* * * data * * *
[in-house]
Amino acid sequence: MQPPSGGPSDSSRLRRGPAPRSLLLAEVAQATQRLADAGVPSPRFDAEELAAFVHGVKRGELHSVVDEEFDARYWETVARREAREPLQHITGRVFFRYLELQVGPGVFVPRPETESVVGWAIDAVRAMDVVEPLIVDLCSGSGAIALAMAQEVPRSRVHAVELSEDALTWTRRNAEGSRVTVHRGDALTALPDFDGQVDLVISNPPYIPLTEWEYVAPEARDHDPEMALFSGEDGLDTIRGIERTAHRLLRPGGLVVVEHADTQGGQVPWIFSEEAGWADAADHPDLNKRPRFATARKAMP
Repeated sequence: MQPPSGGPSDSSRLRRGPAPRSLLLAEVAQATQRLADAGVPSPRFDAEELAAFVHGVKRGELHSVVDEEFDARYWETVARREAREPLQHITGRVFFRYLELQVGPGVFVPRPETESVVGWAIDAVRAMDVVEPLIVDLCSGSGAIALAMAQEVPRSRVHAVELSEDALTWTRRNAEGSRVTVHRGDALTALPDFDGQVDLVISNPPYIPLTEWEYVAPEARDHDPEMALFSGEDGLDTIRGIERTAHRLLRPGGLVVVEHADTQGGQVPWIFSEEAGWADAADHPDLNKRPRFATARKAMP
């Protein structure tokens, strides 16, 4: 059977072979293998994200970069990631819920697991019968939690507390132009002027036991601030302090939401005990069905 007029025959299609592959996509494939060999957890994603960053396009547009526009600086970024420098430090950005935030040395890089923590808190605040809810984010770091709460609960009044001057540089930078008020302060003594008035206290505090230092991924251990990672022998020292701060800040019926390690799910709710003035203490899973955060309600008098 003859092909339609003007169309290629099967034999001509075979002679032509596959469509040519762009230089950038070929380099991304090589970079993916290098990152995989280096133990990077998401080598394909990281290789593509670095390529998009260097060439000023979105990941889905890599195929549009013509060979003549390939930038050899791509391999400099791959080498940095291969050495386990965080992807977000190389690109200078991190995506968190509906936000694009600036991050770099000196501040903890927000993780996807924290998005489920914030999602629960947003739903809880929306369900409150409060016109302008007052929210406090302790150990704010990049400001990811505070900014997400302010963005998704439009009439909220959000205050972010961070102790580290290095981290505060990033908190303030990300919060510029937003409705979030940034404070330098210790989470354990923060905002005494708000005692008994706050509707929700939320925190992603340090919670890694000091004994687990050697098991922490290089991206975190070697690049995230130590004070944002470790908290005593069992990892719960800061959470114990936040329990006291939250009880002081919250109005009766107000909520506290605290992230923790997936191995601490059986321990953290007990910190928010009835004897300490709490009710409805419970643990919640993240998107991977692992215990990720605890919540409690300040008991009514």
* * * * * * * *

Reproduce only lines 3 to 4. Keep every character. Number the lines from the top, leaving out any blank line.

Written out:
Repeated sequence: MQPPSGGPSDSSRLRRGPAPRSLLLAEVAQATQRLADAGVPSPRFDAEELAAFVHGVKRGELHSVVDEEFDARYWETVARREAREPLQHITGRVFFRYLELQVGPGVFVPRPETESVVGWAIDAVRAMDVVEPLIVDLCSGSGAIALAMAQEVPRSRVHAVELSEDALTWTRRNAEGSRVTVHRGDALTALPDFDGQVDLVISNPPYIPLTEWEYVAPEARDHDPEMALFSGEDGLDTIRGIERTAHRLLRPGGLVVVEHADTQGGQVPWIFSEEAGWADAADHPDLNKRPRFATARKAMP
């Protein structure tokens, strides 16, 4: 059977072979293998994200970069990631819920697991019968939690507390132009002027036991601030302090939401005990069905 007029025959299609592959996509494939060999957890994603960053396009547009526009600086970024420098430090950005935030040395890089923590808190605040809810984010770091709460609960009044001057540089930078008020302060003594008035206290505090230092991924251990990672022998020292701060800040019926390690799910709710003035203490899973955060309600008098 003859092909339609003007169309290629099967034999001509075979002679032509596959469509040519762009230089950038070929380099991304090589970079993916290098990152995989280096133990990077998401080598394909990281290789593509670095390529998009260097060439000023979105990941889905890599195929549009013509060979003549390939930038050899791509391999400099791959080498940095291969050495386990965080992807977000190389690109200078991190995506968190509906936000694009600036991050770099000196501040903890927000993780996807924290998005489920914030999602629960947003739903809880929306369900409150409060016109302008007052929210406090302790150990704010990049400001990811505070900014997400302010963005998704439009009439909220959000205050972010961070102790580290290095981290505060990033908190303030990300919060510029937003409705979030940034404070330098210790989470354990923060905002005494708000005692008994706050509707929700939320925190992603340090919670890694000091004994687990050697098991922490290089991206975190070697690049995230130590004070944002470790908290005593069992990892719960800061959470114990936040329990006291939250009880002081919250109005009766107000909520506290605290992230923790997936191995601490059986321990953290007990910190928010009835004897300490709490009710409805419970643990919640993240998107991977692992215990990720605890919540409690300040008991009514």